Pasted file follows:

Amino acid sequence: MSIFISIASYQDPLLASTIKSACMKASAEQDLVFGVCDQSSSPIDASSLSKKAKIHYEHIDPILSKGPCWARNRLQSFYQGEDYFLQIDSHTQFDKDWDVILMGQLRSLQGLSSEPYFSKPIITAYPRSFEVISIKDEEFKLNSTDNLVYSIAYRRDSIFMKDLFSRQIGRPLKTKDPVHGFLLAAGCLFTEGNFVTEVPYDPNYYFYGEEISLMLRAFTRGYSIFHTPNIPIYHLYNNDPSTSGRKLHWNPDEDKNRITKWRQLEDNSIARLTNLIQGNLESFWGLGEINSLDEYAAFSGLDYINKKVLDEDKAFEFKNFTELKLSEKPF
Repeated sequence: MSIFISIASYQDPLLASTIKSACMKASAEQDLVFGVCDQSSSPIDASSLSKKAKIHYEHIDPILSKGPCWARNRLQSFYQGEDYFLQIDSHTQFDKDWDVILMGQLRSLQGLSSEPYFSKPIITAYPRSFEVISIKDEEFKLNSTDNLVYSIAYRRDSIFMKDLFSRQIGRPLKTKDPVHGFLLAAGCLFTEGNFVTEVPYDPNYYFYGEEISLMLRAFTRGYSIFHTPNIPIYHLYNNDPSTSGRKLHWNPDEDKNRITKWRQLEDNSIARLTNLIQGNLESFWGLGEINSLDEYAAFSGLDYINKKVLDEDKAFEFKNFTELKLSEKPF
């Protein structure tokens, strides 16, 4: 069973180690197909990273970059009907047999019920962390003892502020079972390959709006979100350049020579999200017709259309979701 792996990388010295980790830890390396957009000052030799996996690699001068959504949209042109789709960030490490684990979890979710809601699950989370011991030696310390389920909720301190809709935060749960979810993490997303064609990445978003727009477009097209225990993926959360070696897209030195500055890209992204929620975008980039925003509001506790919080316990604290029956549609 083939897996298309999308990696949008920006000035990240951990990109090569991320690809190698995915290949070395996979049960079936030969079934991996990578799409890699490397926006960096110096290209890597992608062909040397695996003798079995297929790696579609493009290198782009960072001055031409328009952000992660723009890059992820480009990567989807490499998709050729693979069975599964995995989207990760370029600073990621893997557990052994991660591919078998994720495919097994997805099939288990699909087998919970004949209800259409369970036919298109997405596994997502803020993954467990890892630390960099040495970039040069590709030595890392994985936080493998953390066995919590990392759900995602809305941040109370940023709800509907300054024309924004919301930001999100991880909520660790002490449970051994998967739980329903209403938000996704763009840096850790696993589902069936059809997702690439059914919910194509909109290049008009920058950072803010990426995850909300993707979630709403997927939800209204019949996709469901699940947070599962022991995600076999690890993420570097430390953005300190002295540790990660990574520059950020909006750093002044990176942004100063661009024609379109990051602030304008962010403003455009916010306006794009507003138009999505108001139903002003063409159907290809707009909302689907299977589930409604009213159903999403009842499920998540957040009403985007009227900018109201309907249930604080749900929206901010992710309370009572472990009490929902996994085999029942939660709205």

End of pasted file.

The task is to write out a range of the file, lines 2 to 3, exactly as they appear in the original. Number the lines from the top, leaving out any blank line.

Repeated sequence: MSIFISIASYQDPLLASTIKSACMKASAEQDLVFGVCDQSSSPIDASSLSKKAKIHYEHIDPILSKGPCWARNRLQSFYQGEDYFLQIDSHTQFDKDWDVILMGQLRSLQGLSSEPYFSKPIITAYPRSFEVISIKDEEFKLNSTDNLVYSIAYRRDSIFMKDLFSRQIGRPLKTKDPVHGFLLAAGCLFTEGNFVTEVPYDPNYYFYGEEISLMLRAFTRGYSIFHTPNIPIYHLYNNDPSTSGRKLHWNPDEDKNRITKWRQLEDNSIARLTNLIQGNLESFWGLGEINSLDEYAAFSGLDYINKKVLDEDKAFEFKNFTELKLSEKPF
């Protein structure tokens, strides 16, 4: 069973180690197909990273970059009907047999019920962390003892502020079972390959709006979100350049020579999200017709259309979701 792996990388010295980790830890390396957009000052030799996996690699001068959504949209042109789709960030490490684990979890979710809601699950989370011991030696310390389920909720301190809709935060749960979810993490997303064609990445978003727009477009097209225990993926959360070696897209030195500055890209992204929620975008980039925003509001506790919080316990604290029956549609 083939897996298309999308990696949008920006000035990240951990990109090569991320690809190698995915290949070395996979049960079936030969079934991996990578799409890699490397926006960096110096290209890597992608062909040397695996003798079995297929790696579609493009290198782009960072001055031409328009952000992660723009890059992820480009990567989807490499998709050729693979069975599964995995989207990760370029600073990621893997557990052994991660591919078998994720495919097994997805099939288990699909087998919970004949209800259409369970036919298109997405596994997502803020993954467990890892630390960099040495970039040069590709030595890392994985936080493998953390066995919590990392759900995602809305941040109370940023709800509907300054024309924004919301930001999100991880909520660790002490449970051994998967739980329903209403938000996704763009840096850790696993589902069936059809997702690439059914919910194509909109290049008009920058950072803010990426995850909300993707979630709403997927939800209204019949996709469901699940947070599962022991995600076999690890993420570097430390953005300190002295540790990660990574520059950020909006750093002044990176942004100063661009024609379109990051602030304008962010403003455009916010306006794009507003138009999505108001139903002003063409159907290809707009909302689907299977589930409604009213159903999403009842499920998540957040009403985007009227900018109201309907249930604080749900929206901010992710309370009572472990009490929902996994085999029942939660709205």